Subscribers pay $35,000 a year for their daily assessments. “Prospects 2008” on “Key themes and issues for the year ahead” is pricey at $3,500 for nonsubscribers — and $1,000 for regular clients. Its 261 pages cover every major country, region and transnational issue (e.g., Islamist terrorism, Climate Change). Its forecast for the U.S. elections is a Democratic president, “with narrow majorities for the party in both Chambers of Congress.”
Other sample predictions (among hundreds):
• Islamist terrorism is a security threat that will span a generation. The war in Iraq threatens to reinforce the threat through diffusion of tactics and the strategic distraction of the U.S.
• Political instability and fluidity in Pakistan has eased pressure on al Qaeda, which has reconstituted a base in Pakistan’s northwest and maintained operational links in North Africa and elsewhere.
• Al Qaeda sympathizers of diverse national origins are acquiring urban warfare skills in Iraq. Jihadists with Iraqi experience have been linked to attacks in Saudi Arabia, Jordan and Great Britain.
• The one bright spot is Southeast Asia, where efforts to contain several organizations have yielded some successes.
• In Iran, the year ahead will determine whether the radicalism of President Mahmoud Ahmadinejad is merely a temporary setback in Iran’s post-Khomeini path of pragmatism and reform, or a permanent repudiation of the Rafsanjani and Khatami years and a return to the turmoil of the 1980s.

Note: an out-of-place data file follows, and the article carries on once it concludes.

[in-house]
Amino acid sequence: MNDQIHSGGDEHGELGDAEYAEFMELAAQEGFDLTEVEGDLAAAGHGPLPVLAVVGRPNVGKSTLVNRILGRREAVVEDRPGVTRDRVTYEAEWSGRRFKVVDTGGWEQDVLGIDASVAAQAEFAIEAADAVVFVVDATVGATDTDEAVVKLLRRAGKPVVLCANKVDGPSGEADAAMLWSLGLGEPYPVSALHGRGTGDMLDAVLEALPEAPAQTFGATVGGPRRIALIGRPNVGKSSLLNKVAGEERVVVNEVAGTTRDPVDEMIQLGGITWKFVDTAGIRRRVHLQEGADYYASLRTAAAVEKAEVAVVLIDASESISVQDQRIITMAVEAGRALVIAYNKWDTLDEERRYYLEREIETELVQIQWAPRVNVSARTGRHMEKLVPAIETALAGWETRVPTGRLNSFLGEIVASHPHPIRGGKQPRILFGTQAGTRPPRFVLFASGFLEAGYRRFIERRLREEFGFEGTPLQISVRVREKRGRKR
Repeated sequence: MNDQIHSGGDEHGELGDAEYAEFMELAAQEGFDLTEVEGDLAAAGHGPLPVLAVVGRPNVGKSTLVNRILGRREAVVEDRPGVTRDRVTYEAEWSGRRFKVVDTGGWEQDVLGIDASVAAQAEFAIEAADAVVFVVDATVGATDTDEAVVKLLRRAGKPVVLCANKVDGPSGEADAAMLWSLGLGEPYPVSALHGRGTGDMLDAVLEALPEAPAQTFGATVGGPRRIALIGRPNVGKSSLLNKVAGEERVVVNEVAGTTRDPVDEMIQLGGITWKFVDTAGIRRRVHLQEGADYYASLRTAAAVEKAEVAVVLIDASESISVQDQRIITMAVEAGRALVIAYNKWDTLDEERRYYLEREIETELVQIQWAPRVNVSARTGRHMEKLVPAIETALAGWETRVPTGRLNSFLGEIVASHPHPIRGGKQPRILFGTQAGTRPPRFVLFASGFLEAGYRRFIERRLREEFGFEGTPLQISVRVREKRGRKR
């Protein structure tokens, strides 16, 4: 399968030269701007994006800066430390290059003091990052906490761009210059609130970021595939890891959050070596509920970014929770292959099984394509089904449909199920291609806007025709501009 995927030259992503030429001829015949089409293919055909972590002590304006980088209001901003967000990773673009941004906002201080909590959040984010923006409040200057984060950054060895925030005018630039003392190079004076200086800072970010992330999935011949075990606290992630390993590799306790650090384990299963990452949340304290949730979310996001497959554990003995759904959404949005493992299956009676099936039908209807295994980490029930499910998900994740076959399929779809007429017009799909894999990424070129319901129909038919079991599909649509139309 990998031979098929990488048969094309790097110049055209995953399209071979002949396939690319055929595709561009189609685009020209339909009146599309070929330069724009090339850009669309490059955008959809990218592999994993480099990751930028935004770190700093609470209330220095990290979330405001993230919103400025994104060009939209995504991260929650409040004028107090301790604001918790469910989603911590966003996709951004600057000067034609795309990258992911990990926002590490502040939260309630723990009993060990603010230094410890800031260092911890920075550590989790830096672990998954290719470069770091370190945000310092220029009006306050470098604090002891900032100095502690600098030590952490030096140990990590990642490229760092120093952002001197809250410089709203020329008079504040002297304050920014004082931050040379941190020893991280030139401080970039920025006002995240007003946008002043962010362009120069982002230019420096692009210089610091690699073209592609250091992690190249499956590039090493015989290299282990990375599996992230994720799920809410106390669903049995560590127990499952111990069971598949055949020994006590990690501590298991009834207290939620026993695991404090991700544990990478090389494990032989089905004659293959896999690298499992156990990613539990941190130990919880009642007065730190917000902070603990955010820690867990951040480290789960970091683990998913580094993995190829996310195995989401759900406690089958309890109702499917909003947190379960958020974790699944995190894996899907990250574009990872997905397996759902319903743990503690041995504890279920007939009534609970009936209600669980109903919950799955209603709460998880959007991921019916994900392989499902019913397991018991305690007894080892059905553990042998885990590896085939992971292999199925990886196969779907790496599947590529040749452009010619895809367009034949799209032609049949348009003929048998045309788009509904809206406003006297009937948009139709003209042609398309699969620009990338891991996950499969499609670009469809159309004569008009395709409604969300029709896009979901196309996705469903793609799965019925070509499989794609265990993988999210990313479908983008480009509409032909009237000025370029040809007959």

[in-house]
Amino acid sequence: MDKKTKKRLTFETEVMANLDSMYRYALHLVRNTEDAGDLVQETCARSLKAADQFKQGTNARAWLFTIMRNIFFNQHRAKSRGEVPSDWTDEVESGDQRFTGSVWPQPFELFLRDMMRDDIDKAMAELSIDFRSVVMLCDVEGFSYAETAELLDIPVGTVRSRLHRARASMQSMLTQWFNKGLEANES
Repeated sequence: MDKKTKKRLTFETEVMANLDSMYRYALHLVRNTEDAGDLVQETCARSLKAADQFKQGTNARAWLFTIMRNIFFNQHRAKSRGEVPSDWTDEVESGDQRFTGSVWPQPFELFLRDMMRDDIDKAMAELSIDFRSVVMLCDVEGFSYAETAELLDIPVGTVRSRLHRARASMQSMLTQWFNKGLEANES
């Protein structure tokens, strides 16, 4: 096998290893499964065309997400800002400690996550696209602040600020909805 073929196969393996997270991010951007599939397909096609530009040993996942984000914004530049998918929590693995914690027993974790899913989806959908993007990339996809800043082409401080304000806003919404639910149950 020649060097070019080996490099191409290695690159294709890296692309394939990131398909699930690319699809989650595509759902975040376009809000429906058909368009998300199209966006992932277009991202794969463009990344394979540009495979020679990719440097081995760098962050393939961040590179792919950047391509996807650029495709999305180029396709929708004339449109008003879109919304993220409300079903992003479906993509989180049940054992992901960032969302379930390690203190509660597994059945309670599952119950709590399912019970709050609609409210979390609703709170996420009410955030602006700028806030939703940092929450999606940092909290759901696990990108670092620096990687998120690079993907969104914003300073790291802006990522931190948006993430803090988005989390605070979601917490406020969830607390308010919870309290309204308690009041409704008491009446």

• Iran’s pragmatist/reformist opposition is likely to triumph in the March 2008 Majlis elections.
• Further sanctions are unlikely to deflect Tehran from its nuclear defiance.
• Iran will press ahead with its nuclear program until it masters the fuel cycle, and then will seek serious negotiations with the permanent five members of the U.N. Security Council and Germany.
• The latest U.S. intelligence estimate of Iran’s nuclear ambitions has given Tehran room to breathe.
• George Bush enters the last year of his presidency “badly wrong-footed in almost every area of U.S. Middle East policy, and risks leaving office having accomplished none of his goals in the region.”
• Mr. Bush will hand on the Iraq, Iran and Israeli-Palestinian problems to his successor in substantial disarray. The Middle East democratization push he cast as the signature effort of his second term has been all but abandoned.
• Risk aversion in credit markets will be prominent in 2008. This means material retrenchment for the U.S. consumer, erstwhile motor of global growth. Nonetheless, a pickup in investment spending in the developing world will keep real growth in the 2 percent to 3 percent range. Combined with a sharply weaker U.S. currency, this will be the beginning of a long-awaited “global rebalancing.”
Arnaud de Borchgrave is editor at large of The Washington Times and of United Press International.